Lafayette Morehouse

A free-love commune that focuses on sexual experimentation and pleasurable lifestyles.

Religion: Non-Religious
Founder: Dr. Victor Baranco 
Founded: 1968
Location: Pleasant Hill, California, USA
Also called: The Purple People

Lafayette Morehouse, often associated with the colloquial name “Purple People” due to their affinity for the color purple in their homes and vehicles, is an intentional community founded in 1968 in Lafayette, California. The community, inspired by founders Dr. Victor Baranco and his first wife Suzanne, and continued by his widow Dr. Cynthia Baranco, has been a long-standing experiment in group living and alternative social research for over fifty years, rooted in the concept of responsible hedonism, which emphasizes the pursuit of pleasure without causing harm to oneself or others. The community is known for its unique lifestyle, which includes various aspects of communal living, sexual freedom, and personal development through courses offered on topics such as pleasurable interpersonal relationships, effective communication, and sensual living.

Residents of Lafayette Morehouse have a diverse range of sexual preferences, including celibacy, monogamy, and polyamory, and they participate in a strict sexual health screening program initiated in the late 1970s to mitigate the spread of sexually transmitted infections. The community is also well-known for its educational programs, particularly those focusing on sexuality and relationships. They offer a range of courses, including ‘The Pleasure Course’ and ‘Successful Relationships,’ aiming to educate participants on achieving greater fulfillment in their personal and sexual lives.

The central philosophy of Lafayette Morehouse revolves around the concept of “win-win” situations, where every action should benefit all parties involved. The community employs a unique decision-making process known as the one no-vote, allowing any member to veto proposed actions, thus ensuring all voices are heard and considered. They also value other concepts, such as personal responsibility and direct honesty, which extends to their approach to relationships and sexuality, in which they advocate for open sexual relationships and encourage exploration and education in sexual matters.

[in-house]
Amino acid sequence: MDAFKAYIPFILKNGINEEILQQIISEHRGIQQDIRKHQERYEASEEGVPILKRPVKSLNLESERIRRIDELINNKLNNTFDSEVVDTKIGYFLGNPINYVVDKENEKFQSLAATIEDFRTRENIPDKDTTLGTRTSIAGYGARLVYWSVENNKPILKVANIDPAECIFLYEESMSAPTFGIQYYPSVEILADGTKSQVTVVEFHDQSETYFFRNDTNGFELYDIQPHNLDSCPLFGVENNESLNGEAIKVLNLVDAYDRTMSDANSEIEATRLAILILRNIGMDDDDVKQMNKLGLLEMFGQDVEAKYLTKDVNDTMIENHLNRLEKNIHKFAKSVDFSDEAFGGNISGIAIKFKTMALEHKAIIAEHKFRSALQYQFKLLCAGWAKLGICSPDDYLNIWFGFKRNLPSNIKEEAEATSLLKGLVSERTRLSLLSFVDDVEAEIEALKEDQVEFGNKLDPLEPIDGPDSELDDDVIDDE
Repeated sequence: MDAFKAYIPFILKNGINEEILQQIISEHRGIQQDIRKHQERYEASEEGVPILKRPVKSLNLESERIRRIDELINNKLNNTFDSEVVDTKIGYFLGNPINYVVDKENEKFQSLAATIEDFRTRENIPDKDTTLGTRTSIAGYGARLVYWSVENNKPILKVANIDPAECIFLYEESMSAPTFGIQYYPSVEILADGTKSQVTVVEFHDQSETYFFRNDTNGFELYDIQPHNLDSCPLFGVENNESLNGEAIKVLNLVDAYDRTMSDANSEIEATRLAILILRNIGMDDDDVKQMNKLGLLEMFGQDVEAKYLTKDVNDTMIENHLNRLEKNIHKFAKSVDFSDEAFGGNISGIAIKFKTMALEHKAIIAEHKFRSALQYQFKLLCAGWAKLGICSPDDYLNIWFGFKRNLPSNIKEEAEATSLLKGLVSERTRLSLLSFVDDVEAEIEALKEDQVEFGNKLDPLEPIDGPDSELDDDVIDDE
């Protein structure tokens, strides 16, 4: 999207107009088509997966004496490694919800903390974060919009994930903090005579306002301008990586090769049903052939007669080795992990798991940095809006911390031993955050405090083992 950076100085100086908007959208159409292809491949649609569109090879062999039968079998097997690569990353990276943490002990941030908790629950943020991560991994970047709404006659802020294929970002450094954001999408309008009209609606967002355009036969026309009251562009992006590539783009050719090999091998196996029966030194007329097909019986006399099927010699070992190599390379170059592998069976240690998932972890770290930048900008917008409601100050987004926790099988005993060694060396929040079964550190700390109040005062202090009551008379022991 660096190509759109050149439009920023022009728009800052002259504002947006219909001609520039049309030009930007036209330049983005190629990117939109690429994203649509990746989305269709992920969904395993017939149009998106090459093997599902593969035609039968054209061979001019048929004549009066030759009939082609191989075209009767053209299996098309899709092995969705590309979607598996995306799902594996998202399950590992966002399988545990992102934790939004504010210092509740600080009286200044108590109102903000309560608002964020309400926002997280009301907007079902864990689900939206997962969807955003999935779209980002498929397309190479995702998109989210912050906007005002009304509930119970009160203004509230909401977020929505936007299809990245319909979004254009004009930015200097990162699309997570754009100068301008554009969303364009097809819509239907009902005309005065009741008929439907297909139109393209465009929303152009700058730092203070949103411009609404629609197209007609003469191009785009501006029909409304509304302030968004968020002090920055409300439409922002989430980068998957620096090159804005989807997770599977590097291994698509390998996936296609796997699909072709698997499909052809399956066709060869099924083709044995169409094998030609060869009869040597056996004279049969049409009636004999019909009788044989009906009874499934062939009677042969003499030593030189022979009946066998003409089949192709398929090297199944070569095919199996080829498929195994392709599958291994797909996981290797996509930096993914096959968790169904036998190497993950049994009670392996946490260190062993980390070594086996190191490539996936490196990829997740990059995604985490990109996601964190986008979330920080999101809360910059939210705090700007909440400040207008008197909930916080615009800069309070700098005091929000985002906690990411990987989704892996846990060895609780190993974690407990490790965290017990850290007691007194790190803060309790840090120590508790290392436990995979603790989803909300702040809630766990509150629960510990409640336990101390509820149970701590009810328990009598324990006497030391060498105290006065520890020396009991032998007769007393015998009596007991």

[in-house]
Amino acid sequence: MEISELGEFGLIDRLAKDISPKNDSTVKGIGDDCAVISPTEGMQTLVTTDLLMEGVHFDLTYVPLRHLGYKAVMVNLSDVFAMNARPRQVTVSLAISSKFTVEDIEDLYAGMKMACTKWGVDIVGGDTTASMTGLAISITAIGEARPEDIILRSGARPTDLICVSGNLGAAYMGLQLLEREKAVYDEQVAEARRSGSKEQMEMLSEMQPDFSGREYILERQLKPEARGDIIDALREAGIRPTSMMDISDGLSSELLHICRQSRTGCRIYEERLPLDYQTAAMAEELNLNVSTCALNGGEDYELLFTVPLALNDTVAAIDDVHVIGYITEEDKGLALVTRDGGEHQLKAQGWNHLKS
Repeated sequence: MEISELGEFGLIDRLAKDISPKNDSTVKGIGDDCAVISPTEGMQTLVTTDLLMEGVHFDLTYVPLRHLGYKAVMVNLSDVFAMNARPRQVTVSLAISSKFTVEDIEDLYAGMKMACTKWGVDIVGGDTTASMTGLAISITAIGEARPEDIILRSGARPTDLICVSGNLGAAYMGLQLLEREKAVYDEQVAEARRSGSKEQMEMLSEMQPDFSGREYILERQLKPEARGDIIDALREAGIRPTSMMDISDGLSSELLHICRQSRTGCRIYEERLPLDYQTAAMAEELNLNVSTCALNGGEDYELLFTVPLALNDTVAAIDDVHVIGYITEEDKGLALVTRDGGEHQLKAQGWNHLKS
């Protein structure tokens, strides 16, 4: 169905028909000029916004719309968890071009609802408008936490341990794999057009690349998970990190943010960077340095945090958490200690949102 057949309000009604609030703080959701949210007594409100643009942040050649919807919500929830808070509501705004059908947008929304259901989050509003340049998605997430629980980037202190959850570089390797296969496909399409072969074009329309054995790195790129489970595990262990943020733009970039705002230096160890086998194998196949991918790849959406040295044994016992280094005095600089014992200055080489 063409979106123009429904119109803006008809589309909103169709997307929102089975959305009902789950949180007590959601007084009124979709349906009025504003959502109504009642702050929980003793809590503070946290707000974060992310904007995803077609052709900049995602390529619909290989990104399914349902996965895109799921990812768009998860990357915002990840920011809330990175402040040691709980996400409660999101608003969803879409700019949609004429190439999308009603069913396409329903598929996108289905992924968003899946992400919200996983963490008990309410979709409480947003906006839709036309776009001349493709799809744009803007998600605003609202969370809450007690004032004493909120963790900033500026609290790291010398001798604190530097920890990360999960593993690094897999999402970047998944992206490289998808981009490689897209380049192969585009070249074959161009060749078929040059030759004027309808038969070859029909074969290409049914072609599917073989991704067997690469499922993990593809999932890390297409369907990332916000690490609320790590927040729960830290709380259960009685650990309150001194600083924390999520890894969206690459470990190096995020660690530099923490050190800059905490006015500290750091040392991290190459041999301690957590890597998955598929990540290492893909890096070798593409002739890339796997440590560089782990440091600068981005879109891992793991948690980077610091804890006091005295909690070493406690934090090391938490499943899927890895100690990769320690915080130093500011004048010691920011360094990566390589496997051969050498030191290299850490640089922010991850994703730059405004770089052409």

Lafayette Morehouse has also faced its share of criticisms and controversies, particularly surrounding More University, which operated from 1977 to 1997 and offered degrees in sensuality and lifestyles among other subjects. Critics have questioned the legitimacy of the university, its faculty selection, and the value of its degrees. Moreover, the community has been labeled by some as a “sex cult” due to its focus on sexual research and teachings, a characterization that has contributed to strained relations with neighboring residents. This tension was especially notable during the period when Lafayette Morehouse opened its doors to a large number of homeless people, leading to legal battles over zoning codes and property use.

The community initially resided in Lafayette, California, but later moved to a 30-acre site in Pleasant Hill, California. The members live together in a communal setting, sharing chores, responsibilities, and social activities. Over the years, Lafayette Morehouse has expanded its influence through the establishment of satellite houses and the hosting of seminars and workshops. These events attract a diverse range of participants, from those curious about alternative lifestyles to individuals seeking deeper understanding and fulfillment in their relationships.

The group’s approach to living and their teachings on sexuality have influenced similar communities and movements, contributing to the broader conversation on sexual freedom and relationship dynamics. However, the community remains relatively small and insular, focusing primarily on the well-being and development of its members.

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